Full Online Books
Authors Authors Short Stories Short Stories Long Stories Long Stories Funny Stories Funny Stories Love Stories Love Stories Stories For Kids Stories For Kids Poems Poems Essays Essays Nonfictions Nonfictions Plays Plays Folktales Folktales Fairy Tales Fairy Tales Fables Fables Learning Kitchen Learning Kitchen
Valid XHTML 1.0 Transitional Free Classified Website Without Registration Free Classified Website Daniel Company
Twitter Twitter Add book
Full Online Book HomePoemsThe Baa-sheep And The Lion
Famous Authors (View All Authors)
The Baa-sheep And The Lion Post by :GBoyd Category :Short Stories Author :Henry Wallace Phillips Date :September 2010 Read :1694

Click below to download : The Baa-sheep And The Lion (Format : PDF)

The Baa-sheep And The Lion

A baa-sheep was lying under the paw of a black-maned lion. Whatever was going to be done had to be done quickly. A thought flashed upon the sheep and he said:

"Most dread lord and master, I have heard your voice extolled beyond that of all others. Will you not sing me a little selection from Wagner before I die?"

The lion, touched in his vanity, immediately started up and roared away until the goose-flesh stood out on the rocks. When he had finished, the sheep was in tears.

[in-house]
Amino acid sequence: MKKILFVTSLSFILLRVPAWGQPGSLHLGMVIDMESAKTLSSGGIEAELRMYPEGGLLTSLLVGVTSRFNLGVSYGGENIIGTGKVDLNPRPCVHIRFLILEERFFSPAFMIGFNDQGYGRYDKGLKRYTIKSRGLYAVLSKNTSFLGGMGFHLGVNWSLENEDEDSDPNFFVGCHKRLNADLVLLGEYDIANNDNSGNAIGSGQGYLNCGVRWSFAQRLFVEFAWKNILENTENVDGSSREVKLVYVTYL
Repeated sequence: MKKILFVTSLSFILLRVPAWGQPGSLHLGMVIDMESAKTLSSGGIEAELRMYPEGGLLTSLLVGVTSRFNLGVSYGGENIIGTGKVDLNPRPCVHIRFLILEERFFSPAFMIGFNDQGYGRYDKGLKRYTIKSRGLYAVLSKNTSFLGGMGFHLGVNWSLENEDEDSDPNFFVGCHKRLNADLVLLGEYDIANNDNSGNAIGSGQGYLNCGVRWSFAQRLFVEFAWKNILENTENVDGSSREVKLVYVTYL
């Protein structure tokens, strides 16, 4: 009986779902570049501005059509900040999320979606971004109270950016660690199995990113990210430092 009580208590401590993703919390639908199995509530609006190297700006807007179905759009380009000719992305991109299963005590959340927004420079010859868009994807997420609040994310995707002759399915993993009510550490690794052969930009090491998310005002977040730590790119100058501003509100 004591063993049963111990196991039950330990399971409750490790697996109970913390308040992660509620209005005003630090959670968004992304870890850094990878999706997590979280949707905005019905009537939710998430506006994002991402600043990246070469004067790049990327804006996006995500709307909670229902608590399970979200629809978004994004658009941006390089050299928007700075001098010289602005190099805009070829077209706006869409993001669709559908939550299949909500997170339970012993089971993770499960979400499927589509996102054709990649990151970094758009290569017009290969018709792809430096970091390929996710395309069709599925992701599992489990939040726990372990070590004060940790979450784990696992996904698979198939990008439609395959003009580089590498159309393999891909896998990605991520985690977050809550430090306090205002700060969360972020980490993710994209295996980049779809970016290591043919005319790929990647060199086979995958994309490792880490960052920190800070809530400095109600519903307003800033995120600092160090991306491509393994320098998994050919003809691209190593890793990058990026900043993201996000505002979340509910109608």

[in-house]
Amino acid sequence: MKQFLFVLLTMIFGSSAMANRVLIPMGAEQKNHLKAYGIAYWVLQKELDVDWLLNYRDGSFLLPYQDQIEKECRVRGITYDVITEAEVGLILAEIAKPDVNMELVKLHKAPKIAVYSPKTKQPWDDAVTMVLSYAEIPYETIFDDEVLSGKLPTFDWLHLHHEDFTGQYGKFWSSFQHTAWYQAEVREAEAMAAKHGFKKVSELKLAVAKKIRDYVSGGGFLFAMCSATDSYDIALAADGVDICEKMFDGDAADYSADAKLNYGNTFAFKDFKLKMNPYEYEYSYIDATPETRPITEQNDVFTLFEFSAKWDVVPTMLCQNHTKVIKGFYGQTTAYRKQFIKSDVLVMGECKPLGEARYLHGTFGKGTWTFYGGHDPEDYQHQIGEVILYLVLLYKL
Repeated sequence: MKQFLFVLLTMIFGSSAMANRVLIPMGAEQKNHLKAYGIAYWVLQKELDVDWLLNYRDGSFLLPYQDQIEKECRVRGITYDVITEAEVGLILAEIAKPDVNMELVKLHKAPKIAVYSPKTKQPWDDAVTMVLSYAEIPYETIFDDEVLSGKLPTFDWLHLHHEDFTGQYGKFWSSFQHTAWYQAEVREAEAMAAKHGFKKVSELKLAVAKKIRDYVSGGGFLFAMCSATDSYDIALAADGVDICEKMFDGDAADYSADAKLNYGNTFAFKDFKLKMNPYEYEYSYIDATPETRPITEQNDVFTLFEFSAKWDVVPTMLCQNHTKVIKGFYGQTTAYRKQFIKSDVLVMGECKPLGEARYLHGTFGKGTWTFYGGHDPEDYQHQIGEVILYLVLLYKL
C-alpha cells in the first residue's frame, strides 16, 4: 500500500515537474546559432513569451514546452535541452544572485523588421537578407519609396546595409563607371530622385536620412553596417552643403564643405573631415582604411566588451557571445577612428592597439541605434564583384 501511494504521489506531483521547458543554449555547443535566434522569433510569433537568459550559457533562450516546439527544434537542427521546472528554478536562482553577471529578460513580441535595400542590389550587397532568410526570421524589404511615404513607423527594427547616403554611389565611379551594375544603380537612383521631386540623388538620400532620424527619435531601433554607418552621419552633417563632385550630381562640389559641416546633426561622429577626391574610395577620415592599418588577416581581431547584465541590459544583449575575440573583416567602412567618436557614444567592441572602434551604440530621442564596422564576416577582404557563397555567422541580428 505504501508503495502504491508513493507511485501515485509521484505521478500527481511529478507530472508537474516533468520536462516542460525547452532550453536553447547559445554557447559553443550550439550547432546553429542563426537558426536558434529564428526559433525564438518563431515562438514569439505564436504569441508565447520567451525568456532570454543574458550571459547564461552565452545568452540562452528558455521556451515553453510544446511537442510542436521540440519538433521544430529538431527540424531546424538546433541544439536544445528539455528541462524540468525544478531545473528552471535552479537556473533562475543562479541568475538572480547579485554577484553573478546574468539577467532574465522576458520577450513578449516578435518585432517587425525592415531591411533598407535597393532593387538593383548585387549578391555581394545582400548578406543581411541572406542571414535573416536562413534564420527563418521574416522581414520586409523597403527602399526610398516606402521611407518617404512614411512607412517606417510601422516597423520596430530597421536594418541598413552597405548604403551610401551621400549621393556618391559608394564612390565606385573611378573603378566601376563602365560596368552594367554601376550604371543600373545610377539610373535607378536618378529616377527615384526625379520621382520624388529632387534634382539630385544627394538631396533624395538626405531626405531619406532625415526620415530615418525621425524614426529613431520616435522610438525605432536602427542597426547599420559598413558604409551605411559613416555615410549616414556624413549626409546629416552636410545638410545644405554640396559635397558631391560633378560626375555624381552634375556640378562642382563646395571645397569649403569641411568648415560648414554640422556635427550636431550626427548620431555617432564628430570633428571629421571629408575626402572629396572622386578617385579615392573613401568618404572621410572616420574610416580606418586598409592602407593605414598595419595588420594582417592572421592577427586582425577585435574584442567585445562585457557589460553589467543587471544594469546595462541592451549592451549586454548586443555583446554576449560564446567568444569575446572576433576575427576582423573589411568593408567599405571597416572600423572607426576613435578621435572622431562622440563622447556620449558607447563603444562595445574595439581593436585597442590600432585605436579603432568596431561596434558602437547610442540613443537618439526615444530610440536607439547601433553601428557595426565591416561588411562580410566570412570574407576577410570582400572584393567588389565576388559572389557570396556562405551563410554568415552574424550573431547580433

"What means this?" growled the lion in a rage. "Do you presume to criticise my singing?"

"Oh, no!" sobbed the sheep. "That is not it. But I have heard that wool was the worst thing in the world for the voice, and when I think of the ruin of that beautiful organ of yours, consequent upon eating me, I weep to think that I was not born hairless."

The lion regarded him out of the corner of his eye. Then, in his grandest manner, said: "Run along home to your ma, little sheep; I was only playing with you," and walked off through the forest with a great deal of dignity.

(The end)
Henry W. Phillips's Short Story/Fable: The Baa-Sheep and the Lion

If you like this book please share to your friends :

The Promissory Note The Promissory Note

The Promissory Note
Ernest Duncan swung himself off the platform of David White's store and walked whistling up the street. Life seemed good to Ernest just then. Mr. White had given him a rise in salary that day, and had told him that he was satisfied with him. Mr. White was not easy to please in the matter of clerks, and it had been with fear and trembling that Ernest had gone into his store six months before. He had thought himself fortunate to secure such a chance. His father had died the preceding year, leaving nothing in the way of worldly goods except

Mr. Grapewine's Christmas Dinner Mr. Grapewine's Christmas Dinner

Mr. Grapewine's Christmas Dinner
"My dear," said Mr. Grapewine, over the dinner-table, about a fortnight before Christmas,--"how many days to Christmas?"Mrs. Grapewine counted on her fingers; looked a little uncertain up towards the ceiling, and at last applied to the calendar on the wall behind her, exclaiming, when she had mentally calculated the time,--"Week and six days; comes on Thursday.""True," said Mr. Grapewine, and he fell to devouring the residuum of his meal, a very savory mixture, which he swallowed with an amazing relish."There!" said he, after the last sip of coffee, "I believe I don't want another thing to eat till Christmas-day. Mrs. G.,